Mastering the Art of Public Leadership: The Brookings Institution's Center for Public Policy Education Has Initiated an Innovative Training Program That May Sow the Seeds for a Change in Federal Government Culture through Its First Cohort of Emerging Leaders

By Zauderer, Donald G.; Ridgway, Diane M. | The Public Manager, Fall 2003 | Go to article overview

Mastering the Art of Public Leadership: The Brookings Institution's Center for Public Policy Education Has Initiated an Innovative Training Program That May Sow the Seeds for a Change in Federal Government Culture through Its First Cohort of Emerging Leaders


Zauderer, Donald G., Ridgway, Diane M., The Public Manager


The real voyage of discovery consists not in seeking new lands, but in seeing with new eyes.

--Marcel Proust

Facing the expected retirement of large numbers of federal executives, many agencies are creating leadership programs in an effort to develop qualified replacements. The retirement problem, however, is confounded by the apparent reality that in the government many supervisors, team leaders, managers, and executives appear to be failing in many dimensions of performance. Results of the US Office of Personnel Management's "2002 Federal Human Capital Survey" are a sobering reflection of how federal employees perceive their superiors:

* 36 percent indicated that leaders generate high levels of motivation and commitment;

* 39 percent said that employees have a feeling of personal empowerment and ownership of work processes;

* 49 percent indicated that supervisors/team leaders are receptive to change;

* 43 percent indicated they hold their organization's leaders in high regard;

* 47 percent believe their organization's leaders maintain high standards of honesty and integrity;

* 44 percent believe complaints, disputes, or grievances are resolved fairly in their work unit; and

* 45 percent believe arbitrary action, personal favoritism, and coercion for partisan political purposes are not tolerated.

Quality of Leadership

If the quality of leadership is related to the ability of agencies to accomplish their missions, then these survey results and their implications should concern us. A more positive scenario would be numbers in the range of 80 percent, resulting in a more satisfied workforce and more effective public policy implementation. The current percentages suggest that developing extraordinary leaders for the federal civil service remains a compelling need.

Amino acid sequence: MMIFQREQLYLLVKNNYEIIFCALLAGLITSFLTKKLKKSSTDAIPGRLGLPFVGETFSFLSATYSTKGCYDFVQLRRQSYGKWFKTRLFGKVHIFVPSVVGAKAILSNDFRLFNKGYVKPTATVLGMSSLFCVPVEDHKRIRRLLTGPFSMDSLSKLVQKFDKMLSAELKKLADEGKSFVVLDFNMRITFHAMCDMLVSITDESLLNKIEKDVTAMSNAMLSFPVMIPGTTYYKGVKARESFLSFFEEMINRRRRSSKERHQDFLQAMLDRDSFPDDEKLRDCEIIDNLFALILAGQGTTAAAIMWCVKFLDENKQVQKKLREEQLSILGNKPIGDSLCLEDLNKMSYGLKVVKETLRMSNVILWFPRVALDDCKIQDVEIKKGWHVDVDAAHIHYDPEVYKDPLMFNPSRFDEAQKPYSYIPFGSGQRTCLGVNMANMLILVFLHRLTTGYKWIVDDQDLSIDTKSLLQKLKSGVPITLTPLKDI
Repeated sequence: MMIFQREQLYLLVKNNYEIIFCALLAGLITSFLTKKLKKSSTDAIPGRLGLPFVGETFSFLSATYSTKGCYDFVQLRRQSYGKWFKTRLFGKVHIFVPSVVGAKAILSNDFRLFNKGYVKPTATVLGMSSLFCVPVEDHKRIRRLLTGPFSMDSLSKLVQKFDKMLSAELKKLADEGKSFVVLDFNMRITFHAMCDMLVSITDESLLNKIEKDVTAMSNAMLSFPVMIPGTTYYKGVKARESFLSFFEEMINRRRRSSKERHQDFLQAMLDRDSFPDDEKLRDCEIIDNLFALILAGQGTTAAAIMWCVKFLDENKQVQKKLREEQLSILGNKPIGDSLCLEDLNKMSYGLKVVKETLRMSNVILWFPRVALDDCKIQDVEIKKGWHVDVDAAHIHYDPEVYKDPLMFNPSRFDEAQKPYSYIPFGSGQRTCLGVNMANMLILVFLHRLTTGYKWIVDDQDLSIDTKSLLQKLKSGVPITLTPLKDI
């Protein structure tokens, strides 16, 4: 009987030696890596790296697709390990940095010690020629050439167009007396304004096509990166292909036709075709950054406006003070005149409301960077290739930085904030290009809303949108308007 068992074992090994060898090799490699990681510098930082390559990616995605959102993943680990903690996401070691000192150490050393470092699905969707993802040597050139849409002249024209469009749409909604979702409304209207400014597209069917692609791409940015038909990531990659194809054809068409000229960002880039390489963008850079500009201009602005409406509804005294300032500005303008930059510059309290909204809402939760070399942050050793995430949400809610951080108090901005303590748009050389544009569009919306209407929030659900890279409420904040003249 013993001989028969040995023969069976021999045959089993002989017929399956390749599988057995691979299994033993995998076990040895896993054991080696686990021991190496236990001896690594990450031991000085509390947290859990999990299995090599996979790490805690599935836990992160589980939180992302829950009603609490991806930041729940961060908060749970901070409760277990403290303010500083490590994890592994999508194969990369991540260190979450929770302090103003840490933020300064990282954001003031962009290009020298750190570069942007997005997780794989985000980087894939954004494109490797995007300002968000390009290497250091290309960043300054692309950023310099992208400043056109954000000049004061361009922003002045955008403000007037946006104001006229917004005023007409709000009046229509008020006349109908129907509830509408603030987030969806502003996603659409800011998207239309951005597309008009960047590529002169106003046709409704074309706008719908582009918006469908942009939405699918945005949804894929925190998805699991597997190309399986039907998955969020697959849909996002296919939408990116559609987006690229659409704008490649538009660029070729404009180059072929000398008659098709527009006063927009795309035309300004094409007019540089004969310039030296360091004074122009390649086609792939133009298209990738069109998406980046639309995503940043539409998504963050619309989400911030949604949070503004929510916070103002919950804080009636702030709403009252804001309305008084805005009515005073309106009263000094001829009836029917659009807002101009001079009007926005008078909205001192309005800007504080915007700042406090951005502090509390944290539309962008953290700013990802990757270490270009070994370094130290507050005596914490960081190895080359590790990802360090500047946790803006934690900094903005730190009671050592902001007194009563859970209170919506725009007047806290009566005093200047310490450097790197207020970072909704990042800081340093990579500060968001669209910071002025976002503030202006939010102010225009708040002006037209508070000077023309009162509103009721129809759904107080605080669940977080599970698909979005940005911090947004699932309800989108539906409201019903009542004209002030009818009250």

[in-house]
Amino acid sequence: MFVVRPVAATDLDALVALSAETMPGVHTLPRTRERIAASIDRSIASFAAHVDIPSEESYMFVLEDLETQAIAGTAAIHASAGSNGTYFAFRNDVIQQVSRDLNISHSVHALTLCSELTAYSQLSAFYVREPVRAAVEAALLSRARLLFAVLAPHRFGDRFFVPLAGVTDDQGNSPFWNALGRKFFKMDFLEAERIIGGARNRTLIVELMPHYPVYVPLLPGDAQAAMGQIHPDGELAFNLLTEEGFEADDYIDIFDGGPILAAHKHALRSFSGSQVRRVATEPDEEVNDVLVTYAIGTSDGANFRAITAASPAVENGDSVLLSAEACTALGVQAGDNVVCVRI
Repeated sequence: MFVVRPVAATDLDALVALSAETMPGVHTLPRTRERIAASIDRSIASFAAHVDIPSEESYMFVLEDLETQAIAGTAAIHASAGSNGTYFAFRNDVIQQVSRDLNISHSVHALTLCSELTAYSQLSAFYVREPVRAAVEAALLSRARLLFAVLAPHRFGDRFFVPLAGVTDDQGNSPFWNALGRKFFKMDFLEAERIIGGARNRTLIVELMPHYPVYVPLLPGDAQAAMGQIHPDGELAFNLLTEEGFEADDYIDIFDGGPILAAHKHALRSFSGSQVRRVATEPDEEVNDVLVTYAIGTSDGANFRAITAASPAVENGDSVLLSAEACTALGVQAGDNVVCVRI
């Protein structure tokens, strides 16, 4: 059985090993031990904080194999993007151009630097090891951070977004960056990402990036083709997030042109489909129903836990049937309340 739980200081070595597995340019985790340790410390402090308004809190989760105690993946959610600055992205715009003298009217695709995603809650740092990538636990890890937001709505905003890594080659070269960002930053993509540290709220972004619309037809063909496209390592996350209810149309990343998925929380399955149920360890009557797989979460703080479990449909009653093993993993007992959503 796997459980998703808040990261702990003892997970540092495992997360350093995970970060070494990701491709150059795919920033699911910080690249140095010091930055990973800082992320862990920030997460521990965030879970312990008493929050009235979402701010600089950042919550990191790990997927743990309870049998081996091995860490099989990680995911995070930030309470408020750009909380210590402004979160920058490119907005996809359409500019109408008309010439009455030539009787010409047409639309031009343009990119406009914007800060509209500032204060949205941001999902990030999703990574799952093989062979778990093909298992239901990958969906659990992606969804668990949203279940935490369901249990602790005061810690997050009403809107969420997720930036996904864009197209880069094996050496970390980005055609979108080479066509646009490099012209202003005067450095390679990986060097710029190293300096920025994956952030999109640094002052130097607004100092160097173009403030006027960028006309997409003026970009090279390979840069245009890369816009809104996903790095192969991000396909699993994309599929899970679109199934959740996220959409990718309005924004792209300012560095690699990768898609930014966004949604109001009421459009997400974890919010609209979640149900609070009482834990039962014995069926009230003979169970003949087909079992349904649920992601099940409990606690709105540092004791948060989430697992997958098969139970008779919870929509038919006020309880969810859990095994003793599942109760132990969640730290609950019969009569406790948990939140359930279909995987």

The Brookings Institution's Center for Public Policy Education is taking on the challenge of developing the next generation of emerging leaders. Mastering the Art of Public Leadership (MAPL) is a leadership training program that was initiated in May 2003 with a cohort group of 15 participants from nine federal agencies. The program was carefully crafted to develop a cadre of reflective leaders who think and act strategically, diagnose problems within their organizations, drive change, and exercise fierce resolve in achieving mandated results.

Professionals in public service are frequently trained in technical fields such as engineering, law, accounting and finance, geography, biology, medicine, geography, soil science, and economics. Their strong technical background enables them to exercise judgment in their field of practice. However, this background may be of little use in the domain of leadership and management. Benjamin Disraeli has stated that, "A man always studying one subject will view the general affairs of the world through the colored prism of his own atmosphere." The MAPL program seeks to expand the capacity of professionals to supplement their technical education with new knowledge in the domain of leadership and organization studies.

This article describes the MAPL program that is based on our current thinking on how to develop the next generation of public service leaders. The Program Effectiveness Model is the framework for this program and was used to guide the development of the program structure, philosophy of practice, and culture. Finally, interviews with our initial cadre of 15 participants add the insights and reactions of students currently attending the program. In this section, student practitioners convey a sense of challenges they face and how the program provides constructive approaches to change, both personal and organizational.